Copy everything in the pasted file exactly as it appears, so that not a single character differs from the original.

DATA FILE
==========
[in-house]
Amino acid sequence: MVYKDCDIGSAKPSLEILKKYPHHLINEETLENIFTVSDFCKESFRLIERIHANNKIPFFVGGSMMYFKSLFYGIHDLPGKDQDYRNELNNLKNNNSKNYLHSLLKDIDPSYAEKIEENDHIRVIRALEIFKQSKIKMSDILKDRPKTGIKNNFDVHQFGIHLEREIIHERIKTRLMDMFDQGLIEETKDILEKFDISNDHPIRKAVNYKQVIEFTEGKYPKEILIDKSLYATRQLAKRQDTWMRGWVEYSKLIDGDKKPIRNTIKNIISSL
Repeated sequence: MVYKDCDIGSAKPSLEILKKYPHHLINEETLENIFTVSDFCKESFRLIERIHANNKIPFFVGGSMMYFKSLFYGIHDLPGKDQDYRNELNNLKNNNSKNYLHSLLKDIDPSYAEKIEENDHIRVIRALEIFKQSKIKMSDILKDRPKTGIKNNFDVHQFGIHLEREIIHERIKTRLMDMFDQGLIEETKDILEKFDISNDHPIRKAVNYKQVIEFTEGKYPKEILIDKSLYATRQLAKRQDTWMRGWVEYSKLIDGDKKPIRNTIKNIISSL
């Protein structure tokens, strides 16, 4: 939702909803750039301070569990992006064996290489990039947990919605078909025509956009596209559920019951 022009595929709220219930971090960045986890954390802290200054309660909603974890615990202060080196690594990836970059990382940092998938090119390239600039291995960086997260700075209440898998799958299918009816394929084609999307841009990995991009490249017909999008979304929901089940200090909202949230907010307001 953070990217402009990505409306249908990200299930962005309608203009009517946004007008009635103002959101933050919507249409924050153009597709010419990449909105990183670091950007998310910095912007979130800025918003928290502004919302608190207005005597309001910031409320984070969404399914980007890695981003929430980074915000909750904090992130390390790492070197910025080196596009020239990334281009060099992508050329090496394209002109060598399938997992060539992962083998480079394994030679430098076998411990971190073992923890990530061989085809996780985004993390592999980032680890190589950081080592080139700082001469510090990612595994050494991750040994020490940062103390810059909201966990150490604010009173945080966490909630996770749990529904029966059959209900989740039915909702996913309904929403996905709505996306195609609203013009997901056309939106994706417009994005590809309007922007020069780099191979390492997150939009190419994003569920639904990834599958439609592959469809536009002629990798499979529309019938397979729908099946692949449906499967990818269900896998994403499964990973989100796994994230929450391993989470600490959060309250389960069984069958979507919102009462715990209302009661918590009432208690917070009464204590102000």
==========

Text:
[in-house]
Amino acid sequence: MVYKDCDIGSAKPSLEILKKYPHHLINEETLENIFTVSDFCKESFRLIERIHANNKIPFFVGGSMMYFKSLFYGIHDLPGKDQDYRNELNNLKNNNSKNYLHSLLKDIDPSYAEKIEENDHIRVIRALEIFKQSKIKMSDILKDRPKTGIKNNFDVHQFGIHLEREIIHERIKTRLMDMFDQGLIEETKDILEKFDISNDHPIRKAVNYKQVIEFTEGKYPKEILIDKSLYATRQLAKRQDTWMRGWVEYSKLIDGDKKPIRNTIKNIISSL
Repeated sequence: MVYKDCDIGSAKPSLEILKKYPHHLINEETLENIFTVSDFCKESFRLIERIHANNKIPFFVGGSMMYFKSLFYGIHDLPGKDQDYRNELNNLKNNNSKNYLHSLLKDIDPSYAEKIEENDHIRVIRALEIFKQSKIKMSDILKDRPKTGIKNNFDVHQFGIHLEREIIHERIKTRLMDMFDQGLIEETKDILEKFDISNDHPIRKAVNYKQVIEFTEGKYPKEILIDKSLYATRQLAKRQDTWMRGWVEYSKLIDGDKKPIRNTIKNIISSL
């Protein structure tokens, strides 16, 4: 939702909803750039301070569990992006064996290489990039947990919605078909025509956009596209559920019951 022009595929709220219930971090960045986890954390802290200054309660909603974890615990202060080196690594990836970059990382940092998938090119390239600039291995960086997260700075209440898998799958299918009816394929084609999307841009990995991009490249017909999008979304929901089940200090909202949230907010307001 953070990217402009990505409306249908990200299930962005309608203009009517946004007008009635103002959101933050919507249409924050153009597709010419990449909105990183670091950007998310910095912007979130800025918003928290502004919302608190207005005597309001910031409320984070969404399914980007890695981003929430980074915000909750904090992130390390790492070197910025080196596009020239990334281009060099992508050329090496394209002109060598399938997992060539992962083998480079394994030679430098076998411990971190073992923890990530061989085809996780985004993390592999980032680890190589950081080592080139700082001469510090990612595994050494991750040994020490940062103390810059909201966990150490604010009173945080966490909630996770749990529904029966059959209900989740039915909702996913309904929403996905709505996306195609609203013009997901056309939106994706417009994005590809309007922007020069780099191979390492997150939009190419994003569920639904990834599958439609592959469809536009002629990798499979529309019938397979729908099946692949449906499967990818269900896998994403499964990973989100796994994230929450391993989470600490959060309250389960069984069958979507919102009462715990209302009661918590009432208690917070009464204590102000």